Because heat is always being lost, maintaining the temperature inside the box will require some way of replacing that heat.

A question you should be interested in is: How fast is heat being lost?

Because the answer to that question tells you how fast heat must be added, by way of your resistive heating element, or whatever.

By the way, I don't know how fast your insulated box loses heat, because I'm not, like, clairvoyant, you know. However I do have some general expectations for the problem, the most important of which is I am expecting heat flow to be directly proportional to temperature difference between the inside and outside of the box, and I think I can explain how you can measure the rate of heat loss for an experimental set up, and thus get an estimate for the heating rate (in watts) needed to keep the inside of the box warm.

I mean, at this point I don't even have a wild guess for how much average heat power is required. So I could not guess if it even possible to supply that power with batteries.

Anyway, you can do some experiments to find out how fast an insulated box loses heat. For example, you build your box, made to fit your liter sized glass jar sample container. Then fill the sample container with hot water, like 40 C or so, then using some thermometers, preferably the kind on long wires, you watch the temperatures inside and outside the box, and make a graph of the temperature difference (also called deltaT), as a function of time.

The graph you are expecting is an exponential decay.


The temperature drop is fast at first, while deltaT is large, and slow later, as deltaT approaches zero.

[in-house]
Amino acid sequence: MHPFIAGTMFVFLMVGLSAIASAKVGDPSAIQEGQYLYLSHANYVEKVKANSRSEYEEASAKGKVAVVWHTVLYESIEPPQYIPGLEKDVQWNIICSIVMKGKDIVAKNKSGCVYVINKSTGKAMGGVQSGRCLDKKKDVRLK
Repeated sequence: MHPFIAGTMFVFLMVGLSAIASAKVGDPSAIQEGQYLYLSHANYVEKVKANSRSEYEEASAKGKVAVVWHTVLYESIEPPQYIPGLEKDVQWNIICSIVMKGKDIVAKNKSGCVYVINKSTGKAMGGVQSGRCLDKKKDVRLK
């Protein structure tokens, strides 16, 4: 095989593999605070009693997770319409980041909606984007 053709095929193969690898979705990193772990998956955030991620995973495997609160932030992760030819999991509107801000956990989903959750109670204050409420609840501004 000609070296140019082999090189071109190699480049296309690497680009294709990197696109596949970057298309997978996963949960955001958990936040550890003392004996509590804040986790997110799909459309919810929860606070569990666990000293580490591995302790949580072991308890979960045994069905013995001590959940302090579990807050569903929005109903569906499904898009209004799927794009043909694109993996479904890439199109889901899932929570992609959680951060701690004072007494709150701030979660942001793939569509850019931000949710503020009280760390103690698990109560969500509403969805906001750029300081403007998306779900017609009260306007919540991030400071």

The rate at which the liter of liquid water is losing heat is almost directly proportional to the rate of temperature loss. A drop in temperature of 1 degree C (or K) corresponds to a loss of about 4200 J of heat.


(see table titled "Constant pressure heat capacity")

So, for example, if one kilogram of water is losing 1 degree C per minute, that means the heat loss is deltaQ/deltat = (4200 J)/(60s) = 70 J/s = 70 W. So now you have heat loss in units of watts, which are conveniently the same units you work with designing electric heating elements, e.g. power dissipated (as heat) by a resistor:

P = V*I = I^2*R = V^2/R

(P is in watts, V is in volts, I in amperes, R is in ohms)

Note that I am kind of expecting heat loss to be proportional to temperature difference. So if the loss is 70 W, at deltaT = 33 - 23 = 10 C, (outside the box is 23C) the loss will be twice as much at twice the deltaT, i.e. 140 W when deltaT=33-13 = 20 C.

Some kind of closed loop control, also called a "thermostat" may be desirable; i.e. something that watches the temperature, and turns on heat power when it starts to drift too low from the target temperature, and conversely turns off heating when the temperature is just right, or too high.

If you are comfortable with building things with microcontrollers, e.g. Arduino, then this kind of temperature control should not be too hard.

But like I said previously, I think the most important part of this problem is getting a good estimate of how much heating, time averaged, in watts, is actually required for keeping your sample warm.

The heating element will be submerged in the milk

It will be on and heating for a whole week.